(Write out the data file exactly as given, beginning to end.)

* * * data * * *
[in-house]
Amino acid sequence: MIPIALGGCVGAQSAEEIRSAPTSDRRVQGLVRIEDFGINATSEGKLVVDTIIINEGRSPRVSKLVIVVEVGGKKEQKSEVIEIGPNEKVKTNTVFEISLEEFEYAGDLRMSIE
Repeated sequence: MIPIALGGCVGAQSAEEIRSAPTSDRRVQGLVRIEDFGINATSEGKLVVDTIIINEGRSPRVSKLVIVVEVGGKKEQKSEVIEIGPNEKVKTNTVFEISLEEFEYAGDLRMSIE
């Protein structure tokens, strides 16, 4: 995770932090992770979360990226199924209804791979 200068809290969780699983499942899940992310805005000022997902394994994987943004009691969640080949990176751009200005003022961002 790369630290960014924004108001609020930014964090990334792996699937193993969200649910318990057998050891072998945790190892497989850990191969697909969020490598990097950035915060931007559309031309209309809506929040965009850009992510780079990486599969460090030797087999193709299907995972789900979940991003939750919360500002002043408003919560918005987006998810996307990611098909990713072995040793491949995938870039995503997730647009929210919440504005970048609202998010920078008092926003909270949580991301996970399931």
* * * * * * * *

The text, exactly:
[in-house]
Amino acid sequence: MIPIALGGCVGAQSAEEIRSAPTSDRRVQGLVRIEDFGINATSEGKLVVDTIIINEGRSPRVSKLVIVVEVGGKKEQKSEVIEIGPNEKVKTNTVFEISLEEFEYAGDLRMSIE
Repeated sequence: MIPIALGGCVGAQSAEEIRSAPTSDRRVQGLVRIEDFGINATSEGKLVVDTIIINEGRSPRVSKLVIVVEVGGKKEQKSEVIEIGPNEKVKTNTVFEISLEEFEYAGDLRMSIE
């Protein structure tokens, strides 16, 4: 995770932090992770979360990226199924209804791979 200068809290969780699983499942899940992310805005000022997902394994994987943004009691969640080949990176751009200005003022961002 790369630290960014924004108001609020930014964090990334792996699937193993969200649910318990057998050891072998945790190892497989850990191969697909969020490598990097950035915060931007559309031309209309809506929040965009850009992510780079990486599969460090030797087999193709299907995972789900979940991003939750919360500002002043408003919560918005987006998810996307990611098909990713072995040793491949995938870039995503997730647009929210919440504005970048609202998010920078008092926003909270949580991301996970399931």